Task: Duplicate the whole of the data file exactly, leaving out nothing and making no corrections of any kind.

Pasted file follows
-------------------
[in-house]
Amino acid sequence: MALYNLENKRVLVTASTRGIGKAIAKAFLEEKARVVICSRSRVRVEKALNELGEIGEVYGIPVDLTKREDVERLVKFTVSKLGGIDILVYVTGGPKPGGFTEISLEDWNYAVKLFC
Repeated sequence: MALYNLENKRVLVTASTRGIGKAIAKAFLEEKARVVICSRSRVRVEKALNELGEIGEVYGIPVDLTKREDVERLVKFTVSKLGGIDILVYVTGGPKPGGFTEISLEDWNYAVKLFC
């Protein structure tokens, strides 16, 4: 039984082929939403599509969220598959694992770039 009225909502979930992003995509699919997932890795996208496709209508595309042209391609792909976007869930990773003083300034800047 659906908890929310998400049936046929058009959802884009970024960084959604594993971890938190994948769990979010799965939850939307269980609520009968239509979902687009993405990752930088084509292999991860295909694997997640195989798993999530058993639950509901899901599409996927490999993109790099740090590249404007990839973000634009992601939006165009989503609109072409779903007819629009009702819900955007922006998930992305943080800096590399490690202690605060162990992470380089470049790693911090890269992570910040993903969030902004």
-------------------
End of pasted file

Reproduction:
[in-house]
Amino acid sequence: MALYNLENKRVLVTASTRGIGKAIAKAFLEEKARVVICSRSRVRVEKALNELGEIGEVYGIPVDLTKREDVERLVKFTVSKLGGIDILVYVTGGPKPGGFTEISLEDWNYAVKLFC
Repeated sequence: MALYNLENKRVLVTASTRGIGKAIAKAFLEEKARVVICSRSRVRVEKALNELGEIGEVYGIPVDLTKREDVERLVKFTVSKLGGIDILVYVTGGPKPGGFTEISLEDWNYAVKLFC
């Protein structure tokens, strides 16, 4: 039984082929939403599509969220598959694992770039 009225909502979930992003995509699919997932890795996208496709209508595309042209391609792909976007869930990773003083300034800047 659906908890929310998400049936046929058009959802884009970024960084959604594993971890938190994948769990979010799965939850939307269980609520009968239509979902687009993405990752930088084509292999991860295909694997997640195989798993999530058993639950509901899901599409996927490999993109790099740090590249404007990839973000634009992601939006165009989503609109072409779903007819629009009702819900955007922006998930992305943080800096590399490690202690605060162990992470380089470049790693911090890269992570910040993903969030902004």